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Declarative Sentence Example

English communication necessitates a natural interchange of information. A declarative sentence is the most common way to make a statement or convey your opinion. This is among the most popular ways to express ideas, opinions, or facts in English speaking and writing.

Declarative Sentence Example

What exactly is a declarative sentence? How do you build one? What distinguishes declarative sentences from other kinds of sentences? Finally, are there any examples of declarative sentences that you can use in daily conversation?

We'll respond to all of these queries and more, but first, let's define a declarative sentence.

Definition of Declarative Sentence

A declarative sentence is one that makes statements, specifies facts, expresses an opinion, or offers an explanation. When individuals use the term "statement," they usually mean a declarative sentence (though not in every case). As a result, a declarative sentence cannot be posed as a query.

Examples of Declarative Sentences

As previously stated, there are several reasons to utilize a declarative statement in English:

  1. Make a statement
  2. Mention a fact
  3. Share your thoughts
  4. Give an explanation

It should be noted that a declarative sentence can contain many declarations, facts, viewpoints, or explanations. You can also achieve some or all of these objectives with only one sentence. As an example:

Statement /Fact

I met an individual named Frankie,


but I didn't appreciate him


I met an individual named Frankie,

As you can see, a declarative statement can represent a wide range of information! Now consider the following concrete instances based on the meaning of each statement:

Make a Statement

A statement is nothing more than a representation of something (an act, occurrence, observation, etc.). Here are a couple of such examples:

  1. I experienced a theft last week.
  2. She is consuming an apple.
  3. The cinema was absolutely empty.
  4. He wishes to participate in the Olympics.

Mention a Fact

Facts and (truthful) statements are essentially interchangeable. However, you can typically tell the difference between sentences that make true claims or observations (such as those in the examples above) and sentences that convey objective facts. As an example:

  1. The sun sets in the evening.
  2. The month of March is the third month of the year.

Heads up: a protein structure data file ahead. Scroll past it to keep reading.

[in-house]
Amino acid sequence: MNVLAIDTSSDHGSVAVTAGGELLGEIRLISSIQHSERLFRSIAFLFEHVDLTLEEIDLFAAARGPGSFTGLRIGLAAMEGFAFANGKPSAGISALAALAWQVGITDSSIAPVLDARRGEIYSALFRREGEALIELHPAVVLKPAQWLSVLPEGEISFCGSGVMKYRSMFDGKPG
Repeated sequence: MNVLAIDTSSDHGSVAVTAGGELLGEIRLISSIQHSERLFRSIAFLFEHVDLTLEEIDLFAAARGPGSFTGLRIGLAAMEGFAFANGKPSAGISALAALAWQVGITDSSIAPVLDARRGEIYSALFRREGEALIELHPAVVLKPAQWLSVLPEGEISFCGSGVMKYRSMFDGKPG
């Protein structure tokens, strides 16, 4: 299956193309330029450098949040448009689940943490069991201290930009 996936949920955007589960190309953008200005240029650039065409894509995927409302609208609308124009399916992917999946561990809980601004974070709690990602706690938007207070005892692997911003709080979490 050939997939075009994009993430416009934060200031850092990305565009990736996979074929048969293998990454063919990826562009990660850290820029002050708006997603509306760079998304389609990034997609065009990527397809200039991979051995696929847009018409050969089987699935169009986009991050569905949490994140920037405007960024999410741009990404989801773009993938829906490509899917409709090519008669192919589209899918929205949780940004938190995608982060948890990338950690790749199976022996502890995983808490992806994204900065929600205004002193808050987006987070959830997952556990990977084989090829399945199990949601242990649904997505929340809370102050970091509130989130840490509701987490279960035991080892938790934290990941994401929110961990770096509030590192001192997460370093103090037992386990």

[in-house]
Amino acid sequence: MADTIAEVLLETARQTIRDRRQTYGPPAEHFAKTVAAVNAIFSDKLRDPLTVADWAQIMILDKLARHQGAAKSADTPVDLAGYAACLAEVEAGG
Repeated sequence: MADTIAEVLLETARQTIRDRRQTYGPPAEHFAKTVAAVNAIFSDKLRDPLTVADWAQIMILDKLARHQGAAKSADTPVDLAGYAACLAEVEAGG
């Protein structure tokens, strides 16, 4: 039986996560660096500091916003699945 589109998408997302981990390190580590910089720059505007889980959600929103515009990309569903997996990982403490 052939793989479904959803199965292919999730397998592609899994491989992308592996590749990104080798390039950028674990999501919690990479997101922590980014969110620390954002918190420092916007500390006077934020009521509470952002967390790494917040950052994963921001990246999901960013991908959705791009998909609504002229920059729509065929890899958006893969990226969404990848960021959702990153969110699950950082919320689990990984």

3. Canada and the United States share a boundary.
  4. To exist, humans require food and water.

Express Your Thoughts

Declarative sentences make it simple to express yourself directly. As an example:

  1. I believe that individuals should not use their smartphones before going to bed.
  2. Hot dogs, in my view, are far superior to sandwiches.
  3. France is the most gorgeous city in the world in my opinion.
  4. I believe you should begin saving money right away.

You may be perplexed by the distinction between declarative statements that express an opinion and imperative sentences that provide advice. The distinction is that imperative sentences inform a person explicitly what you (the speaker) believe they (the listener) should or should not do. Imperative sentences typically begin with a verb, although declarative opinions frequently begin with phrases like "I believe" or "in my perspective."

Here are a few instances of advice-giving imperative sentences :

  1. Don't stroll home late at night by yourself.
  2. Remember to bring your daughter home from basketball practice.
  3. Do your schoolwork first, then go have fun today.
  4. To re-establish the connection, restart the routers.

As you can see, imperative sentences provide advice while also issuing a command. On the other hand, declarative sentences do not issue instructions; they just express personal ideas.

Give An Explanation

Finally, you might have to describe why something happened or may happen in the future. As an example:

  1. We must hurry if we are to make it to the studio at the right time.
  2. The stereo isn't working because it landed on the ground.
  3. Photosynthesis is the procedure through which plants convert sunlight into food.
  4. The driver drifted off the street since he was overtired.

Making A Declarative Sentence

Fortunately, declarative phrases are rather simple to construct. In fact, you may build them with almost any phrase form in English. Here are some further examples: